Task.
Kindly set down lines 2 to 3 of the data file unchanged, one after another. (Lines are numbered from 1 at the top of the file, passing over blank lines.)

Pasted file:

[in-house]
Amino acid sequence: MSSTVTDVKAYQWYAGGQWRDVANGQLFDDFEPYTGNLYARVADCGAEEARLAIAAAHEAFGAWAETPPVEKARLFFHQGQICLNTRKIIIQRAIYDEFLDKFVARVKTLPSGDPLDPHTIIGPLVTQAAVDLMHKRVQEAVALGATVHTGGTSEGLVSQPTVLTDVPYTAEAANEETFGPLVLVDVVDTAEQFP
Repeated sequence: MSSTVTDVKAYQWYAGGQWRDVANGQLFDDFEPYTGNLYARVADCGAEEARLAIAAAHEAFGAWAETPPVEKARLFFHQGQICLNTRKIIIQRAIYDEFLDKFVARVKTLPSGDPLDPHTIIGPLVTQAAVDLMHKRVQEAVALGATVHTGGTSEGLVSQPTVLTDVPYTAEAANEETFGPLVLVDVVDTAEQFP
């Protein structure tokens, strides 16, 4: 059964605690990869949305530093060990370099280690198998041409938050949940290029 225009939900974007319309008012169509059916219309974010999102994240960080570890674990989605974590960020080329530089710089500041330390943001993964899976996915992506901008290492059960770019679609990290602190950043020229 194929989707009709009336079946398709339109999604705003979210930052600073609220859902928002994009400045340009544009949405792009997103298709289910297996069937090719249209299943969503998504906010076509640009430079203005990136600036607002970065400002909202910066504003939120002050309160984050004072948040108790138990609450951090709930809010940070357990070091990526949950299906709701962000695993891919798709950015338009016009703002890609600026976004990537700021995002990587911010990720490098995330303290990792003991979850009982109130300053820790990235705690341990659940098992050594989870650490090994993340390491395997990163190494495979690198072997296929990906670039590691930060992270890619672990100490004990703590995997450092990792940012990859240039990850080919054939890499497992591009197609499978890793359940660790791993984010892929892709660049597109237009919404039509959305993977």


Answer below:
Amino acid sequence: MSSTVTDVKAYQWYAGGQWRDVANGQLFDDFEPYTGNLYARVADCGAEEARLAIAAAHEAFGAWAETPPVEKARLFFHQGQICLNTRKIIIQRAIYDEFLDKFVARVKTLPSGDPLDPHTIIGPLVTQAAVDLMHKRVQEAVALGATVHTGGTSEGLVSQPTVLTDVPYTAEAANEETFGPLVLVDVVDTAEQFP
Repeated sequence: MSSTVTDVKAYQWYAGGQWRDVANGQLFDDFEPYTGNLYARVADCGAEEARLAIAAAHEAFGAWAETPPVEKARLFFHQGQICLNTRKIIIQRAIYDEFLDKFVARVKTLPSGDPLDPHTIIGPLVTQAAVDLMHKRVQEAVALGATVHTGGTSEGLVSQPTVLTDVPYTAEAANEETFGPLVLVDVVDTAEQFP